CBC Digital Archives

Inheriting the mantle

An international correspondent's life can be exhilarating — the travel, the adventure, the sense of being right in the middle of where it's all happening. But it can also be very risky, especially in a war zone. And it can take an emotional toll on even the most seasoned journalist. The job comes with ethical and philosophical considerations, not to mention practical questions — like what do you pack? From the Second World War to present day, CBC Archives examines what it's like to be a CBC journalist abroad.

Like father, like son. By 1968, legendary war reporter Matthew Halton's son David has become a well-known foreign correspondent in his own right, working in Moscow. In this 1968 clip, David Halton compares the journalism of his father's era with today's style of reporting. Today, he says, journalism is much more focused on being completely objective. But Halton wonders if the quest for total objectivity has gone too far. "Occasionally, the reporting loses that personal edge," he laments.

(Note: This is an audio clip from a TV program.) 
• David Halton was born in England in 1940 while his father was reporting from there.
• David joined the CBC in 1965. A year later, he became the Paris correspondent.
• He was CBC's Moscow correspondent from 1968 to 1969. While there, he met and married his Russian wife, Zoya.
• Other locations from which he has worked include England, Vietnam, the Middle East, and Washington, D.C.
• He was also the CBC's chief political correspondent in Ottawa from 1978 to 1991.

• In 1999 David Halton said, of his father's reporting, "There was an element of cheerleading to it that wouldn't be acceptable today. While frequently acknowledging the courage of German soldiers, there were unabashed references to the 'enemy' and, in one broadcast, to the 'sullen young zealots' of Germany's First Parachute Regiment. My father had reported throughout the 1930s on the growing danger of Nazism, and for him the Second World War was nothing less than a holy crusade."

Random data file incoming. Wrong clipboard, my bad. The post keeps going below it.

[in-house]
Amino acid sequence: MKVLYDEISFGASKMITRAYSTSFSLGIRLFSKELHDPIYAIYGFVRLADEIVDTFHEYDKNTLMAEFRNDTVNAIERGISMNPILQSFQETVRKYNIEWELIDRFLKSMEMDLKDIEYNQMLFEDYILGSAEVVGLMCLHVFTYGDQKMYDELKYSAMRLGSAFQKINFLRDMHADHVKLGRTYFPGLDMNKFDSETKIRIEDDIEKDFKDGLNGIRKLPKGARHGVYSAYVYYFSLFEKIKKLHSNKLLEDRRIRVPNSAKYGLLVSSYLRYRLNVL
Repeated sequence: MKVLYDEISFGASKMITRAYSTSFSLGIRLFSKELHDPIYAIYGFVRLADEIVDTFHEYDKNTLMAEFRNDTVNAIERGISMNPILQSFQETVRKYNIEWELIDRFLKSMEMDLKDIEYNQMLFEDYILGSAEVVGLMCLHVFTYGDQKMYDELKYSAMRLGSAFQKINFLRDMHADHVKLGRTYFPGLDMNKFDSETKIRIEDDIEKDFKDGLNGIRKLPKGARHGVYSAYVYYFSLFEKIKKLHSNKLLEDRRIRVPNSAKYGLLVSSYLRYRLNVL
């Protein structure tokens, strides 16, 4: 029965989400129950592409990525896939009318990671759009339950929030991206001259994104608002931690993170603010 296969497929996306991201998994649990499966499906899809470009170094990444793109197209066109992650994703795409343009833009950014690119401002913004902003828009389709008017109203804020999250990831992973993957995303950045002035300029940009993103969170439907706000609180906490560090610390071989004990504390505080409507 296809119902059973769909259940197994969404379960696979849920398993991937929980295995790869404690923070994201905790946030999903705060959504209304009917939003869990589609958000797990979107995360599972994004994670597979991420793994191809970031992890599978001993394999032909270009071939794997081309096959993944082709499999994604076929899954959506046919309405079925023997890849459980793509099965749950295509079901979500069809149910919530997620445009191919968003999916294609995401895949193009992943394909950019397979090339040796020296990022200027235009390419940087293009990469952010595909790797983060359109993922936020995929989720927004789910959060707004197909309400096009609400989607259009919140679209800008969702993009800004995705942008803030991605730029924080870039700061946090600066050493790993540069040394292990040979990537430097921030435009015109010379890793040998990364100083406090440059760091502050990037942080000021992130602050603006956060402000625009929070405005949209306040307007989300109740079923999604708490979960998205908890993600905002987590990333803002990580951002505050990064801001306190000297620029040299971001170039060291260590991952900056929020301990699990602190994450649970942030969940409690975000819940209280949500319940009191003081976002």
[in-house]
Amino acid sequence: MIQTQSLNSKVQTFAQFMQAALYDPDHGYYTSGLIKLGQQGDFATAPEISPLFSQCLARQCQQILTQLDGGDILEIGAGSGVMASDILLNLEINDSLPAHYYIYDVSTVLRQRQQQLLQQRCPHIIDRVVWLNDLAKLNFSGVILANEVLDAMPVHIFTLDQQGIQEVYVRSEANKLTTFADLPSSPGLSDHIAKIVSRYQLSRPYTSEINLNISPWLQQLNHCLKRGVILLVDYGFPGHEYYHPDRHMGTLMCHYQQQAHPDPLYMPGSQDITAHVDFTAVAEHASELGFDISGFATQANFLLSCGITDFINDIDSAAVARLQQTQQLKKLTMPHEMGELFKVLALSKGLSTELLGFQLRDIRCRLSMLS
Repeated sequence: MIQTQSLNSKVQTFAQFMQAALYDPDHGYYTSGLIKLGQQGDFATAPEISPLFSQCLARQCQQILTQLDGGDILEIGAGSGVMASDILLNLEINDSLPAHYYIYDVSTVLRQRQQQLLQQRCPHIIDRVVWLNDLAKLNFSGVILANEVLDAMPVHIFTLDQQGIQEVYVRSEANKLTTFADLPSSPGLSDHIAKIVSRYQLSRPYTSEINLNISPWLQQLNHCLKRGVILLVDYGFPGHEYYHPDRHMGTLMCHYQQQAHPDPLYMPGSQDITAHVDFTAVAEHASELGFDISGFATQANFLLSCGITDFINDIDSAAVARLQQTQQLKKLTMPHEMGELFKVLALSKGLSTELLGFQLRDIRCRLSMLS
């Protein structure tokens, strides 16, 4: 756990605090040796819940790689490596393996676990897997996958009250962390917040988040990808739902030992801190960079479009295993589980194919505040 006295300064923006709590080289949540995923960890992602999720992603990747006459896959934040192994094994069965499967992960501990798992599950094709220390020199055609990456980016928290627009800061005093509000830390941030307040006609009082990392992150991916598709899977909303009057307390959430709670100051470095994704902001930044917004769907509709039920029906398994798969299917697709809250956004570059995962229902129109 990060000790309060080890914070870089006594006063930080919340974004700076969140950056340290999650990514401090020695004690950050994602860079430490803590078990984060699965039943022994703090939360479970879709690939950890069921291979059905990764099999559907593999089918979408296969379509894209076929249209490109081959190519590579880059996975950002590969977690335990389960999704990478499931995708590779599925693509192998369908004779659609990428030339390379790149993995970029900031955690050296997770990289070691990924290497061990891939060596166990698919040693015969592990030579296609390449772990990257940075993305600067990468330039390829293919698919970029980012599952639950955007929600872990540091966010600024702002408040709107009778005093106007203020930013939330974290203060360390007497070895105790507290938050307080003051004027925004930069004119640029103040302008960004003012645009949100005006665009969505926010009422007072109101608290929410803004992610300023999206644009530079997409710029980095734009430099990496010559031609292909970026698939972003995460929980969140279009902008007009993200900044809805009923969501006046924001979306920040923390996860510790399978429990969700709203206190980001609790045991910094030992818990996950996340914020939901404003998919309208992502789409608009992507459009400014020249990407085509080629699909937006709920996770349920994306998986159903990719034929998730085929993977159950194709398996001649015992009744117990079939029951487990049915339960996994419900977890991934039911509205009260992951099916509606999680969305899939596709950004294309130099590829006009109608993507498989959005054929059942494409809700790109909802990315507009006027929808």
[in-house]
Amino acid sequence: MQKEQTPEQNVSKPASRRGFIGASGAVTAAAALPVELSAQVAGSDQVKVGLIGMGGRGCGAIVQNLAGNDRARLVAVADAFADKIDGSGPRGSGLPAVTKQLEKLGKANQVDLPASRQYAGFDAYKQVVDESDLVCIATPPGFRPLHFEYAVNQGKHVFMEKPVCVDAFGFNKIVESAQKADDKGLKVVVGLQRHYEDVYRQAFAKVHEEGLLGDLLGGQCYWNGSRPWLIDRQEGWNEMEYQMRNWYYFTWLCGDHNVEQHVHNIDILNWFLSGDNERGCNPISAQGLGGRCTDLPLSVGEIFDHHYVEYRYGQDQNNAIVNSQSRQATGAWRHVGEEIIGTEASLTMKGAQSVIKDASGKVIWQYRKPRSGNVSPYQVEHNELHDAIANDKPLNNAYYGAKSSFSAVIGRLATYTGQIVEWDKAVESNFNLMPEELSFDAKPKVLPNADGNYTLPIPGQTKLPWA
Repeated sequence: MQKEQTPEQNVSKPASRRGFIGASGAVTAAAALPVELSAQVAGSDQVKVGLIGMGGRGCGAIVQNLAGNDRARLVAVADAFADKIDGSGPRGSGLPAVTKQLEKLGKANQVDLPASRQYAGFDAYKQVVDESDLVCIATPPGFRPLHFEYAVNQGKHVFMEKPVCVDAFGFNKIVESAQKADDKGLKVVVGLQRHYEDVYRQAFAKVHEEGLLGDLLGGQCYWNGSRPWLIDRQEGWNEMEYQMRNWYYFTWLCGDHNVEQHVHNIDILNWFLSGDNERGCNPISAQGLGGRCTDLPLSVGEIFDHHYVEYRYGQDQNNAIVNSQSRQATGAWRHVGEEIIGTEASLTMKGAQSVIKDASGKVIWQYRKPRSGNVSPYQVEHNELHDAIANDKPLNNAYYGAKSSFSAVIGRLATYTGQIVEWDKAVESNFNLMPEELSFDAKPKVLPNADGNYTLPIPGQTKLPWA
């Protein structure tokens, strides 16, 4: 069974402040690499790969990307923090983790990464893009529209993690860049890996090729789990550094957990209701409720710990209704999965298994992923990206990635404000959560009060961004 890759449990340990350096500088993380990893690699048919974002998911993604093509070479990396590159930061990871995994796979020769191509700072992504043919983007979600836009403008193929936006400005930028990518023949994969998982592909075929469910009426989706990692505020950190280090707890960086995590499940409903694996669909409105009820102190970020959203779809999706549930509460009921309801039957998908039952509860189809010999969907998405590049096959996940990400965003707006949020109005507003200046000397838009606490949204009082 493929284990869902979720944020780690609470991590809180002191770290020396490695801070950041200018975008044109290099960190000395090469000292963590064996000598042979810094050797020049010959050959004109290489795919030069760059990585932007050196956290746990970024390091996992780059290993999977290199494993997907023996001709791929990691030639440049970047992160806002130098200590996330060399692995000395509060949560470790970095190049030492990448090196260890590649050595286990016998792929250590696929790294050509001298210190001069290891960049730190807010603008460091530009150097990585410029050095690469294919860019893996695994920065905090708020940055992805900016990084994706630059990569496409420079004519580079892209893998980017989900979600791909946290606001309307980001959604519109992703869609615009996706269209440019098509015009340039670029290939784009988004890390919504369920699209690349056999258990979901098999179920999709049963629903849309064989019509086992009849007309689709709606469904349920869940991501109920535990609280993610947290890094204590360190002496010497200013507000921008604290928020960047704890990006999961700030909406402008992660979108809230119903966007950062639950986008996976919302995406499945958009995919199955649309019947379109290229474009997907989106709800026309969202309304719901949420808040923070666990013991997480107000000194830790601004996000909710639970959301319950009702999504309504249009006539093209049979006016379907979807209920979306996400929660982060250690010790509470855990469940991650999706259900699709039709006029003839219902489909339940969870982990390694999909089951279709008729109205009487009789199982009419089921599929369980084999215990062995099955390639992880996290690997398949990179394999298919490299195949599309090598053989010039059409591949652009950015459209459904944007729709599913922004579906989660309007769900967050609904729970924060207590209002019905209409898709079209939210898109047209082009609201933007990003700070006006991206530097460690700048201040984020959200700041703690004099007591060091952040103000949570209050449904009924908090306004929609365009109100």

• David Halton retired in 2005 at the age of 65, after 40 years with the CBC. To listen to him reflect on his retirement and career, see the additional clip "David Halton retires".  
Medium: Television
Program: Luncheon Date
Broadcast Date: Jan. 2, 1968
Guest(s): David Halton
Host: Elwood Glover
Duration: 8:50

Last updated: May 14, 2012

Page consulted on December 6, 2013

All Clips from this Topic

Related Content

Woodstock Remembered

They say if you can remember Woodstock, you weren't really there. Of course, that's not entire...

Barbara Frum: Pioneering Broadcaster Part 2

The sudden death of Barbara Frum on March 26, 1992 shocked Canadians. The loss of one of the c...

Barbara Frum: Pioneering Broadcaster Part 1

The sudden death of Barbara Frum on March 26, 1992 shocked Canadians. The loss of one of the c...

1985: Electric eels light up Christmas tree

The electric eels at the Vancouver Aquarium light up a tree for the holiday season.

1948: Housewives save with margarine

The Supreme Court of Canada lifts a ban on the sale of margarine, a butter substitute that's h...

The Avro Arrow: Canada's Broken Dream

It's the closest thing Canadian industry has to a love story and a murder mystery. The Avro Ar...